No intro necessary, amirite? Let’s do it:
Imagine Wanting Only This by Kristen Radtke
This hauntingly beautiful graphic novel touches on themes of death, loss, rebuilding, and belonging. The illustrations are so perfect and this has stayed with me ever since I read it.
Lady Mechanika Vol 03: The Lost Boys of West Abbey by M.M. Chen, Joe Benítez , Peter Steigerwald, Martin Montiel, Beth Sotelo
It rang so many bells for me: Dark! Steampunk! Mystery! Detective! Awesome art! Now I’m off to read the first two volumes and then patiently wait for vol 4 because apparently my life was missing a steampunk mystery.
Black Panther #12 by Ta-Nehisi Coates, Brian Stelfreeze, Vc Joe Sabino, Wilson Moss
Okay, so I know technically Black Panther #12 came out in March, but I read it in April, and am still excited about it. Ta-Nehisi Coates’ journey through Wakanda’s civil war has been a complex one. For the last year, Black Panther has gone where comics don’t often go, telling a well-rounded, challenging story about war, class, and power. Issue #12, a satisfying coda to the story, sets T’Challa up for a return to the hero’s life just as it sets Wakanda up to become a republic.
The Unbeatable Squirrel Girl Vol. 1: Squirrel Power by Ryan North and Erica Henderson
My initial reaction when I first started reading Squirrel Girl was WTF. As I continued to read, I was all WTAF, this is super random. I kept going and was all Holy crap this is the best thing that has ever happened. I cannot wait to read every single bit of Squirrel Girl-ery out there because she is fierce and funny and full of confidence and, despite being a girl with the abilities of a squirrel, super relatable.
The Tea Dragon Society by Katie O’Neill
Katie O’Neill’s adorable dragon story is currently being uploaded page-by-page as a webcomic, but as somebody who binged a galley of the full book last week, I’m obsessed. This sweet story about two girls – one the daughter of a blacksmith, and one who lost her memory – and the tea dragons they meet is absolutely fantastic. I cannot wait to recommend this to all the little ones that come into the story when it releases in hardcover in October, and I cannot recommend it highly enough to those who love web comics now!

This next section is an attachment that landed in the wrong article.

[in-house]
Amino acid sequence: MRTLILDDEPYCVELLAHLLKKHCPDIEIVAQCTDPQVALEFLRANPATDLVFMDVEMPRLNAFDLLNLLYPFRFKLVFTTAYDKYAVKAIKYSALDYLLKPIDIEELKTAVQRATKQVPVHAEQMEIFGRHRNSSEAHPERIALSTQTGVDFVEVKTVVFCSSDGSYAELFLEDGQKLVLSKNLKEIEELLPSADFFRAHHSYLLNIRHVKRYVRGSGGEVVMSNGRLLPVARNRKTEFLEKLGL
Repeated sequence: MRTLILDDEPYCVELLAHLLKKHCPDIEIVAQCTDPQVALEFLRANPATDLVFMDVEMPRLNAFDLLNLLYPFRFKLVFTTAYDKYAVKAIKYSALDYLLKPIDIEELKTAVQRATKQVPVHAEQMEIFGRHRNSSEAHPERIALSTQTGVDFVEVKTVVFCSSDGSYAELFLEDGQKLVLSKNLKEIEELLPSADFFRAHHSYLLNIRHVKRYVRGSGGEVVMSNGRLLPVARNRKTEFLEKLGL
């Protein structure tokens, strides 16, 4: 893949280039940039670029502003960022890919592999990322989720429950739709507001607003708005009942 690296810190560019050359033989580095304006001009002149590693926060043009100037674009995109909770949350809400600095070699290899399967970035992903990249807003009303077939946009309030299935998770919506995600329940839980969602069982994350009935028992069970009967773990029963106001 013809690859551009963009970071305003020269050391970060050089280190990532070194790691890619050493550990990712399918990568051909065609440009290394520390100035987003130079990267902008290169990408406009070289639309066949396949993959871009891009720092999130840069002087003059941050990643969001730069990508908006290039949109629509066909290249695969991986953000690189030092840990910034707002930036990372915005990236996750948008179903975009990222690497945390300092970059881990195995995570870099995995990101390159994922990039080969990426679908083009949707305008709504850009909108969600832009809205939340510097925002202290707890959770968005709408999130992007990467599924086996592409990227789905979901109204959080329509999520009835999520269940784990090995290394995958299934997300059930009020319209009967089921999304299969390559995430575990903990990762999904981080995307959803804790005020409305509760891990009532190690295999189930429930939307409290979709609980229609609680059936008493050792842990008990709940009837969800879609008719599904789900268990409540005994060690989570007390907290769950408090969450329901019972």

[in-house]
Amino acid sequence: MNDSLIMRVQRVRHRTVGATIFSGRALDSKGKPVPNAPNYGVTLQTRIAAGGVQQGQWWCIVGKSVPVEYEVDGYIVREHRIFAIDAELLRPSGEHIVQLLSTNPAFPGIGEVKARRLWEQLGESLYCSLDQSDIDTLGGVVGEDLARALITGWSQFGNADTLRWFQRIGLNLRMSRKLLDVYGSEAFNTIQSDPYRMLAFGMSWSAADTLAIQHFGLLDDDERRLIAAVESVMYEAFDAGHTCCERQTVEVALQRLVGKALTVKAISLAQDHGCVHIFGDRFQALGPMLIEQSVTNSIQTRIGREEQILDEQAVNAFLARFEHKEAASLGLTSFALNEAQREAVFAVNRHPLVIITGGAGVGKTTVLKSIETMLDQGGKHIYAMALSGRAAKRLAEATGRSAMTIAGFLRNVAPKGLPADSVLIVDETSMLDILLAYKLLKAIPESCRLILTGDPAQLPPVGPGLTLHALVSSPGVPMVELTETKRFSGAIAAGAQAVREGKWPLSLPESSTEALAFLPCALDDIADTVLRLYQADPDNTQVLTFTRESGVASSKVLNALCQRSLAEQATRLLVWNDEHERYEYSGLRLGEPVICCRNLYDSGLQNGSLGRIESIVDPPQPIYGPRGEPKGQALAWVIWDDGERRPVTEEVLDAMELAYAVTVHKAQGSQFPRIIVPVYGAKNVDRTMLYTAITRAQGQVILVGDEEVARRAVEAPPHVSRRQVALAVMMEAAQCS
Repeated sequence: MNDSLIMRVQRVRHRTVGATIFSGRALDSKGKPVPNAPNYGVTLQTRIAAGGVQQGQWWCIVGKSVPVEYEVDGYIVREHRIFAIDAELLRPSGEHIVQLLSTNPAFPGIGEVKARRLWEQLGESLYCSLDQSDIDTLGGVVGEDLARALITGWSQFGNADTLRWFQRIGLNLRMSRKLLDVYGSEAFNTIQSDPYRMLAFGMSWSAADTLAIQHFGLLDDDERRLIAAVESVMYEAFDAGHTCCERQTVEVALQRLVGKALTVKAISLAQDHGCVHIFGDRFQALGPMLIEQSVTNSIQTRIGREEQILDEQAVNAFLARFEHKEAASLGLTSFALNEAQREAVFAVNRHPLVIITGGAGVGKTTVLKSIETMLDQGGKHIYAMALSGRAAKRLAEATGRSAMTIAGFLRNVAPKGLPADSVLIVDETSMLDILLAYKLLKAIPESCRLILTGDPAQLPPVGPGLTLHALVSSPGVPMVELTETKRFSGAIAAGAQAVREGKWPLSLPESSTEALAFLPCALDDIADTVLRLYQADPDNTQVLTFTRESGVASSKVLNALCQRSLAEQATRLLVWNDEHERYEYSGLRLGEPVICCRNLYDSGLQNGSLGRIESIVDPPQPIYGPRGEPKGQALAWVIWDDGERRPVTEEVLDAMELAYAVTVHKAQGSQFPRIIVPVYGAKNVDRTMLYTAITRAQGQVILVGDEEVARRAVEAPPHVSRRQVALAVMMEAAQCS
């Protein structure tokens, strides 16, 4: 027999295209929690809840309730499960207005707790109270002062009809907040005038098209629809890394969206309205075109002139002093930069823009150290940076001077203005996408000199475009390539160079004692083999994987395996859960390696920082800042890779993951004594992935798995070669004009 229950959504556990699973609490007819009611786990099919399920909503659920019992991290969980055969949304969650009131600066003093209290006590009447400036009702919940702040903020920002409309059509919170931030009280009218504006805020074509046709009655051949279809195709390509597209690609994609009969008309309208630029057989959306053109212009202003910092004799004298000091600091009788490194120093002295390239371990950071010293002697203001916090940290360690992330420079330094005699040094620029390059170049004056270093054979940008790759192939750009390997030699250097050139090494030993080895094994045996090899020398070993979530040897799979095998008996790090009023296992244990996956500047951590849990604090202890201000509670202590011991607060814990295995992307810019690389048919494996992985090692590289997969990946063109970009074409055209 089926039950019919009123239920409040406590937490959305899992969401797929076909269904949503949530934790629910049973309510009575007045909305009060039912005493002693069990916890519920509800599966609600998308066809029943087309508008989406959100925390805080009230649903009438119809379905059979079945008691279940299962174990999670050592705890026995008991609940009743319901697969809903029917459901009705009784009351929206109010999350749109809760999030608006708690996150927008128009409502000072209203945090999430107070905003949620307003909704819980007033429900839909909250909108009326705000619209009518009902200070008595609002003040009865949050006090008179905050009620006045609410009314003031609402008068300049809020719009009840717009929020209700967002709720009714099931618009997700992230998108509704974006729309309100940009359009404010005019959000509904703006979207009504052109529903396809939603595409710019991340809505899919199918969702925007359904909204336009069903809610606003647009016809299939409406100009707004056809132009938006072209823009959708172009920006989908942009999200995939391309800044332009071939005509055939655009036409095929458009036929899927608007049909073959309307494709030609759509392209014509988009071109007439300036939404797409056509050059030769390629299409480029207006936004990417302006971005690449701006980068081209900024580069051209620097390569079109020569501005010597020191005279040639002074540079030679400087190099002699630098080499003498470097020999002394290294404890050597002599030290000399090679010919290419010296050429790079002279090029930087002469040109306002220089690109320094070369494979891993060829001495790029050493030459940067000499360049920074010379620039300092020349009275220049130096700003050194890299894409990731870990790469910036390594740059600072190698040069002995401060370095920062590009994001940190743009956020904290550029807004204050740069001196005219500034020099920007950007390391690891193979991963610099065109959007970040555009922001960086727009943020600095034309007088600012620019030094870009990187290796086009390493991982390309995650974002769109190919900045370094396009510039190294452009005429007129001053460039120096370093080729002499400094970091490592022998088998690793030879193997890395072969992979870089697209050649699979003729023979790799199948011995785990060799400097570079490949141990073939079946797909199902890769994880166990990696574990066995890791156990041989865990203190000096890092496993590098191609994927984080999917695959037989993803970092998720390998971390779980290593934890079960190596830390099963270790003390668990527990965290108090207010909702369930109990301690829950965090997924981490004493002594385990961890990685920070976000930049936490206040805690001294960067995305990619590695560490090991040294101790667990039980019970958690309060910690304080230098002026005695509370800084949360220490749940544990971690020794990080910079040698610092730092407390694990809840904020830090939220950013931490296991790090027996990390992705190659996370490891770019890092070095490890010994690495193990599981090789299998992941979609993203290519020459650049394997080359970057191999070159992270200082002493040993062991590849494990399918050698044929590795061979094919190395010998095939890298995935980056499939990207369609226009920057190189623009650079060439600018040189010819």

Snotgirl, vol. 1: Green Hair Don’t Care by Bryan Lee O’Malley, Leslie Hung, Mickey Quinn
Definitely polarizing, so all I’ll say is this: imagine American Psycho, but with fashion bloggers. (Although even people who don’t like the story have to admit that Leslie Hung’s colorful manga-influenced art is amaaaaaaaaaazing.)
– Megan Cavitt
O Human Star Vol 2 by Blue Delliquanti
This volume came out in March and collects what appeared in the web comic from February 2014 to October 2016. I was kind of saving it even though I was so excited to read it because I knew it would be over so quickly! I eventually read it in April after supporting the Kickstarter and, of course, I loved it. It’s just a stellar character-driven science fiction tale that asks big questions–like what it means to be human–and it also hella queer.